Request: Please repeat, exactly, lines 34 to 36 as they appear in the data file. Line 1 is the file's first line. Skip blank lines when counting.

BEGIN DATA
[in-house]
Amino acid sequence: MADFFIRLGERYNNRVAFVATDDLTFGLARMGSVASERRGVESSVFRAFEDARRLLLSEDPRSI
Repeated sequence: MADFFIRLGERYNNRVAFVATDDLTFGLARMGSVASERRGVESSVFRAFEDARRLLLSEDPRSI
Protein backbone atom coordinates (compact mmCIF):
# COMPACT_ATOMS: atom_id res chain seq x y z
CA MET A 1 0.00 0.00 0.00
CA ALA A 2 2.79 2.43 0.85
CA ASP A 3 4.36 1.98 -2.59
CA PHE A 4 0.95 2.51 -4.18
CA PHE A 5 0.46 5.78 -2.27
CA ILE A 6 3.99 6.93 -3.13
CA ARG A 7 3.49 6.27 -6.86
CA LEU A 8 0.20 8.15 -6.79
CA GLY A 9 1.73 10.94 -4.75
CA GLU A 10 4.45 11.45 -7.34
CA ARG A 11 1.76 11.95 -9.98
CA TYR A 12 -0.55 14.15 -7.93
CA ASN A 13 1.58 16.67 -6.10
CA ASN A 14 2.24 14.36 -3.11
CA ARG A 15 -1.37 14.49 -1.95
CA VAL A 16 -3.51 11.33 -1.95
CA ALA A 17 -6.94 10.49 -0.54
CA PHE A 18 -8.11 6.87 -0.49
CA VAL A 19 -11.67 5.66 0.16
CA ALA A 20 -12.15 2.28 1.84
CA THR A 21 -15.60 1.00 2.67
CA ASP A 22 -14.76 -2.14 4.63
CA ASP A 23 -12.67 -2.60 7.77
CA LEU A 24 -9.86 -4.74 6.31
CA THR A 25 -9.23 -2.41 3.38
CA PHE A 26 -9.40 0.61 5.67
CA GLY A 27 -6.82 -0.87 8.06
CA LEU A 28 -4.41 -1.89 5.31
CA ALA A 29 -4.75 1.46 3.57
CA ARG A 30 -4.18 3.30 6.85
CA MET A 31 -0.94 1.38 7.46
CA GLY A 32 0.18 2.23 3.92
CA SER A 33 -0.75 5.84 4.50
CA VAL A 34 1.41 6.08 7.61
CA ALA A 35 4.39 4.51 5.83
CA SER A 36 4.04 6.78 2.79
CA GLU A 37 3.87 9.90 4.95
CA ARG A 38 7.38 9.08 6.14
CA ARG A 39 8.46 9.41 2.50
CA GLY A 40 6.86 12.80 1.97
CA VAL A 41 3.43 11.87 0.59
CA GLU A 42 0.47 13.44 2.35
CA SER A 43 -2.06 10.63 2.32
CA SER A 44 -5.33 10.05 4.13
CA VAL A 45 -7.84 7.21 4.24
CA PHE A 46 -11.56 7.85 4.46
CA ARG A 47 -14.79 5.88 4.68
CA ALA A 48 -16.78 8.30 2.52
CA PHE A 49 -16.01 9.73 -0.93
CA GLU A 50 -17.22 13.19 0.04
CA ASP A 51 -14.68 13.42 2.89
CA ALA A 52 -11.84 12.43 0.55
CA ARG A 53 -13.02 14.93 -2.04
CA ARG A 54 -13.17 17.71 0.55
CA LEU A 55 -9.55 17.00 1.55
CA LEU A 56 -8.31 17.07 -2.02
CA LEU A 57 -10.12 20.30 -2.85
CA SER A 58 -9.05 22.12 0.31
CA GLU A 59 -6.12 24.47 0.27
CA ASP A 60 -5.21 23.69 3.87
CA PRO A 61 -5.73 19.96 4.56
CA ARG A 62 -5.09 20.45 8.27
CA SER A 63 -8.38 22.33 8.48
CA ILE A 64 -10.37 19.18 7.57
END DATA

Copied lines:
CA ALA A 29 -4.75 1.46 3.57
CA ARG A 30 -4.18 3.30 6.85
CA MET A 31 -0.94 1.38 7.46